MADRID, Spain -- Spanish scientists have analysed the temperature and salt levels of the Western Mediterranean Sea between 1943 and 2000 to study the evolution of each variable. Their research shows that, since at least the 1940s, the deep water has become progressively hotter and saltier, and that, since the 1990s, this process has speeded up. Each year the temperature of the deep layer of the Western Mediterranean increases by 0.002ºC, and its salt levels increase by 0.001 units of salinity. These changes, although minimal from year to year, have been continuously and constantly occurring at a faster pace since the 1990s.
The results are consistent, "but to confirm this accelerating trend, we need to monitor it over the years to come", Manuel Vargas-Yáñez, main author of the study and researcher at the Oceanic Centre of Malaga of the Spanish Institute of Oceanography (IEO), assures SINC.
In their study, published in the Journal of Geophysical Research, the researchers analysed the temperature and salt levels of the three layers of the Mediterranean Sea: the upper layer (from the surface to 150-200 metres deep with water that enters from the Atlantic), the middle layer (from 200 to 600 metres deep with water from the eastern Mediterranean that enters the western basin via the Strait of Sicily), and the deep layer (from 600 metres to the sea bed with water from the western Mediterranean).
"These layers, especially the deep one, take up a huge volume, and raising its temperature each year by one thousandth of a degree requires an enormous amount of heat", the researcher points out.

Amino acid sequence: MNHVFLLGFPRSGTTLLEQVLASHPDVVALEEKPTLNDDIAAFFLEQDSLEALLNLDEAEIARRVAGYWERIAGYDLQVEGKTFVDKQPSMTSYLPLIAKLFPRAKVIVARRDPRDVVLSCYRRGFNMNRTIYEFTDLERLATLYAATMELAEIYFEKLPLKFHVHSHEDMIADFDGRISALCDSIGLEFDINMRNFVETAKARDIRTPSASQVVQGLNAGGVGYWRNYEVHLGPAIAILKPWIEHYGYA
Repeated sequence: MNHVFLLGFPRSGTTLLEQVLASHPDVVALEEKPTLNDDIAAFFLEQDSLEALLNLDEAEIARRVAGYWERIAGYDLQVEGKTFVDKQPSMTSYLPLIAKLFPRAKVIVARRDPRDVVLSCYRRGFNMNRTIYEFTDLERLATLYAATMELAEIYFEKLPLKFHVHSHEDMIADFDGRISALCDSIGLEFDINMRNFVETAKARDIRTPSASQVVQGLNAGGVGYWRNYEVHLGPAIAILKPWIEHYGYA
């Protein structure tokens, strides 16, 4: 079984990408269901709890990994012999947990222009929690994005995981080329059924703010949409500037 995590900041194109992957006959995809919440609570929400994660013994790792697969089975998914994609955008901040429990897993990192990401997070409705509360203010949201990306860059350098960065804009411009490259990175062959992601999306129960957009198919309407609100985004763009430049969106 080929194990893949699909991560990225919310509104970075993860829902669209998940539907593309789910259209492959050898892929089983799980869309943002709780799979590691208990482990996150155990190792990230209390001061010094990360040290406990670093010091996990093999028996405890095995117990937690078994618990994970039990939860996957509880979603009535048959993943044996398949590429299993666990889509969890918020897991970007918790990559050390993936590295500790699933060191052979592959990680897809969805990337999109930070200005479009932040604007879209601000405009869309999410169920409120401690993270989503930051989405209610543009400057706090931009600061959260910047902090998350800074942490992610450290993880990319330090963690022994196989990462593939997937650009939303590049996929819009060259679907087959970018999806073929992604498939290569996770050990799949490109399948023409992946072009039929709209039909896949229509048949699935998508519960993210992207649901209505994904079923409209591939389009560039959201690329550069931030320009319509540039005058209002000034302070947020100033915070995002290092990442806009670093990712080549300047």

The team has also observed an increase in the salt level and the temperature of the middle layer of the sea. This has not been clearly observed in the upper layer, "but it can be deduced from the heating of the deep water and from studies done by other teams and our current research projects", Vargas-Yáñez states.
We need to monitor the sea
The research team compiled the data about temperature and salt levels by means of the MEDATLAS (Mediterranean Hydrographic Atlas) database, and using the IEO monitoring programmes. All the data were collected from the Alboran Sea, the Catalan-Balearic Sea, the Gulf of Lion, the Ligurian Sea, the Tyrrhenian Sea and the Algerian Basin, between 1943 and 2000.
"We need to support the networks that already exist and build new ones to monitor the sea. Only then will we be able to detect, in a reliable and effective way, the changes taking place in the sea", Vargas-Yáñez concludes.
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